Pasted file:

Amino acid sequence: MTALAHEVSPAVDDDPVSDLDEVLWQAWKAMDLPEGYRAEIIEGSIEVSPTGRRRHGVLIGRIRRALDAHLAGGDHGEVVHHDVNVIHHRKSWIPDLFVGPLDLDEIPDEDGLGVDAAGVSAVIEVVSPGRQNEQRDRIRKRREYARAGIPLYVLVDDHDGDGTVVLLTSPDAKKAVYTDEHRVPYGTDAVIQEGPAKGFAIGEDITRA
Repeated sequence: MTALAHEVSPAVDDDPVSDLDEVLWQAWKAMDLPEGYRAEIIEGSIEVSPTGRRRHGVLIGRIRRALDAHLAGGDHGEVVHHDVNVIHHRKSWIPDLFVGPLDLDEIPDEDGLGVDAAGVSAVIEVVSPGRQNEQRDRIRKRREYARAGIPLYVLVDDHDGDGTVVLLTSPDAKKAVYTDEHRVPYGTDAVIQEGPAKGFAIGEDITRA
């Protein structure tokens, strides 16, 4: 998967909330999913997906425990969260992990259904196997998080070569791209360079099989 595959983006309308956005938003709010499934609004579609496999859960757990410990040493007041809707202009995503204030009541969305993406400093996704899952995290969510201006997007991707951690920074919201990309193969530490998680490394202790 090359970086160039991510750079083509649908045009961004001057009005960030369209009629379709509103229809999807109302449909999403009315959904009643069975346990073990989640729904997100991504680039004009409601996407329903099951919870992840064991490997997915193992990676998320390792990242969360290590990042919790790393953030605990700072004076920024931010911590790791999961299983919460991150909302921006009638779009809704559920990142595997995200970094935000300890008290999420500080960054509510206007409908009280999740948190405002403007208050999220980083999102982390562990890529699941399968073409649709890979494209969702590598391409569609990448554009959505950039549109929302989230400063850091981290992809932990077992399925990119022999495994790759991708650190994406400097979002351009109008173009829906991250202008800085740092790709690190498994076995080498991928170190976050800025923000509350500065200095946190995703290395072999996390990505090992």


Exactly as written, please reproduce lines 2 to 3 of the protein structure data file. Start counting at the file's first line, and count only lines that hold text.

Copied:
Repeated sequence: MTALAHEVSPAVDDDPVSDLDEVLWQAWKAMDLPEGYRAEIIEGSIEVSPTGRRRHGVLIGRIRRALDAHLAGGDHGEVVHHDVNVIHHRKSWIPDLFVGPLDLDEIPDEDGLGVDAAGVSAVIEVVSPGRQNEQRDRIRKRREYARAGIPLYVLVDDHDGDGTVVLLTSPDAKKAVYTDEHRVPYGTDAVIQEGPAKGFAIGEDITRA
């Protein structure tokens, strides 16, 4: 998967909330999913997906425990969260992990259904196997998080070569791209360079099989 595959983006309308956005938003709010499934609004579609496999859960757990410990040493007041809707202009995503204030009541969305993406400093996704899952995290969510201006997007991707951690920074919201990309193969530490998680490394202790 090359970086160039991510750079083509649908045009961004001057009005960030369209009629379709509103229809999807109302449909999403009315959904009643069975346990073990989640729904997100991504680039004009409601996407329903099951919870992840064991490997997915193992990676998320390792990242969360290590990042919790790393953030605990700072004076920024931010911590790791999961299983919460991150909302921006009638779009809704559920990142595997995200970094935000300890008290999420500080960054509510206007409908009280999740948190405002403007208050999220980083999102982390562990890529699941399968073409649709890979494209969702590598391409569609990448554009959505950039549109929302989230400063850091981290992809932990077992399925990119022999495994790759991708650190994406400097979002351009109008173009829906991250202008800085740092790709690190498994076995080498991928170190976050800025923000509350500065200095946190995703290395072999996390990505090992």